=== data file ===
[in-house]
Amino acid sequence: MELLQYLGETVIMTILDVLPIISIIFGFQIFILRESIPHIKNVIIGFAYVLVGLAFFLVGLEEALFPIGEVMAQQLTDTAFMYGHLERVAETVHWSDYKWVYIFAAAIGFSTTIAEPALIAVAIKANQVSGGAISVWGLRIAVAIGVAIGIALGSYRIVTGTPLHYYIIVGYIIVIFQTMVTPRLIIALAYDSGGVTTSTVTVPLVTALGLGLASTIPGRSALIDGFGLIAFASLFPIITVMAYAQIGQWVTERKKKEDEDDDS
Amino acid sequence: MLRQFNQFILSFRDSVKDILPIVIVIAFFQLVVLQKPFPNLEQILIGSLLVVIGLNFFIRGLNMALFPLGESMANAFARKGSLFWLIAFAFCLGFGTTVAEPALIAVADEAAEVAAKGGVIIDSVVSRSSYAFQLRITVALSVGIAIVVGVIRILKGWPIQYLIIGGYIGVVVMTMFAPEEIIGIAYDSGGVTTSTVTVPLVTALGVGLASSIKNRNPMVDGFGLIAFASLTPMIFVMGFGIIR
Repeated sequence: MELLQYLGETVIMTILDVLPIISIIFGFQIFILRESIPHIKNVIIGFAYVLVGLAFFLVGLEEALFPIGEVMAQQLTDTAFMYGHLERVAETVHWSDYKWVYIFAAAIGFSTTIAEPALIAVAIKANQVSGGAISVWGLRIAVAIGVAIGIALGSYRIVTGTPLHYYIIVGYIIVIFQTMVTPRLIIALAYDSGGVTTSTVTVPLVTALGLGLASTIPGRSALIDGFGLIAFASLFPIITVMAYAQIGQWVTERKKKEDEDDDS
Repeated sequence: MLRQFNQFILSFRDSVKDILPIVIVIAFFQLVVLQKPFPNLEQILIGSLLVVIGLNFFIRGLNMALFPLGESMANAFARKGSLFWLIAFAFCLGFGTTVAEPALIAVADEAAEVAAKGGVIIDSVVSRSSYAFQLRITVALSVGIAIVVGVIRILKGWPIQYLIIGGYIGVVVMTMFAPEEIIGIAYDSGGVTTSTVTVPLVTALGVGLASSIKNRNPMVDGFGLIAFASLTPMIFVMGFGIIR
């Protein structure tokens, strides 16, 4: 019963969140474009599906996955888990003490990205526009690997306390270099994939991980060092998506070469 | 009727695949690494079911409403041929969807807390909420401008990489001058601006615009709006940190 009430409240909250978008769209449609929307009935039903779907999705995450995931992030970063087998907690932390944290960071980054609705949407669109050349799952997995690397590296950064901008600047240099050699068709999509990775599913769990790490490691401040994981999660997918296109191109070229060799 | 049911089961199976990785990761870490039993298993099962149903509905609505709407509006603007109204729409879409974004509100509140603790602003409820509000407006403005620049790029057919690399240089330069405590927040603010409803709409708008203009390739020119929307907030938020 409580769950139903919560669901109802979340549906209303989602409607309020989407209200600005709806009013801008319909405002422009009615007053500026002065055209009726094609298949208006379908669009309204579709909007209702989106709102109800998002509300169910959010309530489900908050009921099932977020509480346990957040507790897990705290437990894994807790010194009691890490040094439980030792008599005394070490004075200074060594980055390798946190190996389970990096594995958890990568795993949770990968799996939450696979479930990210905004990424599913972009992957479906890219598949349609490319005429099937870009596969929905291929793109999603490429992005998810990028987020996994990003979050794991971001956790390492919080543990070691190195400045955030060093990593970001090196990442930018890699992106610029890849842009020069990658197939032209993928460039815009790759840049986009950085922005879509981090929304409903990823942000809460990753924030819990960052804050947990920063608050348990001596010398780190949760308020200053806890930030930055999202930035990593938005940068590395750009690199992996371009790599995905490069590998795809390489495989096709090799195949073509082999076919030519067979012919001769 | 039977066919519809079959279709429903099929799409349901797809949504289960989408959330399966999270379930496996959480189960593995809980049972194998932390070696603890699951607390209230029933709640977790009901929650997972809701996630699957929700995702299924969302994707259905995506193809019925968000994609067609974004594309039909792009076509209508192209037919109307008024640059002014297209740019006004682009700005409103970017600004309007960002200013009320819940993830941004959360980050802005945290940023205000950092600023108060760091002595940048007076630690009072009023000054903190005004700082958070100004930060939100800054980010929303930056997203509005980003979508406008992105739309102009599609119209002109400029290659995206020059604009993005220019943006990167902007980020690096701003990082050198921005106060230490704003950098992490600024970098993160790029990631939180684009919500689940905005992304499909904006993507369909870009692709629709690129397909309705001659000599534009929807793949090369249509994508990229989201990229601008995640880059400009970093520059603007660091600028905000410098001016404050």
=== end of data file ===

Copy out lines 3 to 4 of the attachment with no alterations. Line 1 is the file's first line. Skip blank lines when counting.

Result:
Amino acid sequence: MLRQFNQFILSFRDSVKDILPIVIVIAFFQLVVLQKPFPNLEQILIGSLLVVIGLNFFIRGLNMALFPLGESMANAFARKGSLFWLIAFAFCLGFGTTVAEPALIAVADEAAEVAAKGGVIIDSVVSRSSYAFQLRITVALSVGIAIVVGVIRILKGWPIQYLIIGGYIGVVVMTMFAPEEIIGIAYDSGGVTTSTVTVPLVTALGVGLASSIKNRNPMVDGFGLIAFASLTPMIFVMGFGIIR
Repeated sequence: MELLQYLGETVIMTILDVLPIISIIFGFQIFILRESIPHIKNVIIGFAYVLVGLAFFLVGLEEALFPIGEVMAQQLTDTAFMYGHLERVAETVHWSDYKWVYIFAAAIGFSTTIAEPALIAVAIKANQVSGGAISVWGLRIAVAIGVAIGIALGSYRIVTGTPLHYYIIVGYIIVIFQTMVTPRLIIALAYDSGGVTTSTVTVPLVTALGLGLASTIPGRSALIDGFGLIAFASLFPIITVMAYAQIGQWVTERKKKEDEDDDS